[1 tablet 7 cents]
ALTERNATIVE NAMES: Eltroxin, Levothyroxine (Goldshield), Synthyroid
- treatment of hypothyroidism
PRESENTATION AND ADMINISTRATION:
Eltroxin 50mcg and 100mcg tablets (white to off white)
Levothyroxine (Goldshield) 50mcg and 100mcg tablets (white) Synthyroid 50mcg tablets (white) and 100mcg tablets (yellow)
Thyroid hormone replacement: Usual dosage range 50-200mcg daily
DOSAGE IN RENAL FAILURE AND RENAL REPLACEMENT THERAPY:
- Dose as in normal renal function
DOSAGE IN PAEDIATRICS:
Thyroid hormone replacement: Usual dose range is 100mcg/m2 rounded to the nearest quarter tablet daily (see PRECAUTIONS Paediatric Use)
- Thyroxine is a thyroid hormone.
- uncorrected adrenal insufficiency
- Patients with underlying cardiovascular disease: Exercise caution when administering levothyroxine to patients with cardiovascular disorders and to the elderly in whom there is an increased risk of occult cardiac disease. In these patients, levothyroxine therapy should be initiated at lower doses than those recommended in younger individuals or in patients without cardiac disease.
- General: Levothyroxine has a narrow therapeutic index. Regardless of the indication for use, careful dosage titration is necessary to avoid the consequences of over- or under- treatment.
- Laboratory Tests: It is reasonable to check thyroid hormone levels in patients on thyroxine when they are admitted to the intensive care unit; however, interpretation of thyroid hormone levels in the setting of critical illness can be difficult
- Drug/Laboratory Test Interactions : None known
IMPORTANT DRUG INTERACTIONS FOR THE ICU
- Many drugs affect thyroid hormone pharmacokinetics and metabolism (e.g., absorption, synthesis, secretion, catabolism, protein binding, and target tissue response) and may alter the therapeutic response. In addition, thyroid hormones and thyroid status have varied effects on the pharmacokinetics and actions of other drugs.
- Drugs that may decrease thyroid hormone secretion, which may result in hypothyroidism: Aminoglutethimide, amiodarone, iodide (including iodine-containing radiographic contrast agents), lithium, methimazole, propylthiouracil (PTU), sulfonamides, tolbutamide:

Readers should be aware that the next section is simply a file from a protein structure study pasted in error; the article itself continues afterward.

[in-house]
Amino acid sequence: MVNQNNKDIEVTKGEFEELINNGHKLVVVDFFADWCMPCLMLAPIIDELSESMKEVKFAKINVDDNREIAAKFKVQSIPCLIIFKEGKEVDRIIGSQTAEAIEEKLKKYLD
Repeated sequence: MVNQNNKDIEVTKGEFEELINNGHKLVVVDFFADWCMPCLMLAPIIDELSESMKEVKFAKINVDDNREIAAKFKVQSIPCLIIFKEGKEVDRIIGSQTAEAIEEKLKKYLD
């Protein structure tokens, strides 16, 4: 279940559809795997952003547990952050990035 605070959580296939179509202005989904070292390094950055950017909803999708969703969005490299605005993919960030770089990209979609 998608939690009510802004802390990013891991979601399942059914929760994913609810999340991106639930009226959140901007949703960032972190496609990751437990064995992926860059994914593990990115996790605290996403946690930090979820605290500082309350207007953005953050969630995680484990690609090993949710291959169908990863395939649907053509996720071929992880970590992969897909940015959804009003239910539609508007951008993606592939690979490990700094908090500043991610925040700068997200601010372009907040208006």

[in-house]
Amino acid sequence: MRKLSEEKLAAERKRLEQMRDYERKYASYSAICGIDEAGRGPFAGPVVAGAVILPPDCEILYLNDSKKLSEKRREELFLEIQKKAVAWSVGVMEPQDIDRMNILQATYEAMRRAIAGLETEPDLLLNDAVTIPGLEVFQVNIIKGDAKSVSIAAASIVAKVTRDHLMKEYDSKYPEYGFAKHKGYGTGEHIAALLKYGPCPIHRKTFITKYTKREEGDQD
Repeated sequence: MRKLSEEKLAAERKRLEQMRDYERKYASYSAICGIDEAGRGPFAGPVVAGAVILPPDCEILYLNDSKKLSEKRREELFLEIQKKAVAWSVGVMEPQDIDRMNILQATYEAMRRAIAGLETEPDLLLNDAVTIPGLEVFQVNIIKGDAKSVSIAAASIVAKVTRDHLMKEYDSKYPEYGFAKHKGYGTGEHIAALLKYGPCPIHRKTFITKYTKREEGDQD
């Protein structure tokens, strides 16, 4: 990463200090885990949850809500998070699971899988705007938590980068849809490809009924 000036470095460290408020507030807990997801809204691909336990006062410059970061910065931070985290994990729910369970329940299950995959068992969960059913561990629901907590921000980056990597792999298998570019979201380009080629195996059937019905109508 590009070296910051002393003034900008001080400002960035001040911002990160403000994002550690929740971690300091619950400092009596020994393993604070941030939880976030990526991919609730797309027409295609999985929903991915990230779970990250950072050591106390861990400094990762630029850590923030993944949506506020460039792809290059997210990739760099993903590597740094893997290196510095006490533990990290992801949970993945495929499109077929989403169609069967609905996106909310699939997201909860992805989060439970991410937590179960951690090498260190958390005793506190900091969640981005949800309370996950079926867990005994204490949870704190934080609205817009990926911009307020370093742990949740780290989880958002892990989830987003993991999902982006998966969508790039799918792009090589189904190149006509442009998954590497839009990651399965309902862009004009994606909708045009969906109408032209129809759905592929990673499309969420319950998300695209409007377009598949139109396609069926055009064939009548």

- Long-term lithium therapy can result in goiter in up to 50% of patients, and either subclinical or overt hypothyroidism, each in up to 20% of patients.
- Oral cholecystographic agents and amiodarone are slowly excreted, producing more prolonged hypothyroidism than parenterally administered iodinated contrast agents.
- Long-term aminoglutethimide therapy may minimally decrease T4 and T3 levels and increase TSH, although all values remain within normal limits in most patients.
- Drugs that may increase thyroid hormone secretion, which may result in hyperthyroidism: Amiodarone, iodide (including iodine-containing radiographic contrast agents):
- Iodide and drugs that contain pharmacologic amounts of iodide may cause hyperthyroidism in euthyroid patients with Grave’s disease previously treated with antithyroid drugs or in euthyroid patients with thyroid autonomy (e.g., multinodular goiter or hyperfunctioning thyroid adenoma). Hyperthyroidism may develop over several weeks and may persist for several months after therapy discontinuation.
- Amiodarone may induce hyperthyroidism by causing thyroiditis.
- Drugs that may decrease T4 absorption, which may result in hypothyroidism:
Antacids (aluminum and magnesium); hydroxides (simethicone); bile acid sequestrants (cholestyramine, colestipol); calcium carbonate; cation exchange resins (kayexalate); ferrous sulfate; sucralfate:
- Concurrent use may reduce the efficacy of levothyroxine by binding and delaying or preventing absorption, potentially resulting in hypothyroidism. Calcium carbonate may form an insoluble chelate with levothyroxine, and ferrous sulfate likely forms a ferric- thyroxine complex. Administer levothyroxine at least 4 hours apart from these agents.
- Drugs that may increase serum TBG concentration:
Clofibrate, estrogen-containing oral contraceptives, estrogens (oral), heroin/methadone, 5-fluorouracil, mitotane, tamoxifen.
- Drugs that may decrease serum TBG concentration:
/anabolic steroids, asparaginase, glucocorticoids, slow-release nicotinic acid.
- Drugs that may cause protein-binding site displacement:
Frusemide (>80 mg IV); heparin; hydantoins; non-steroidal anti-inflammatory drugs (fenamates, phenylbutazone); salicylates (>2 g/day):
- Administration of these agents with levothyroxine results in an initial transient increase in FT4. Continued administration results in a decrease in serum T4 and normal FT4 and TSH concentrations and, therefore, patients are clinically euthyroid.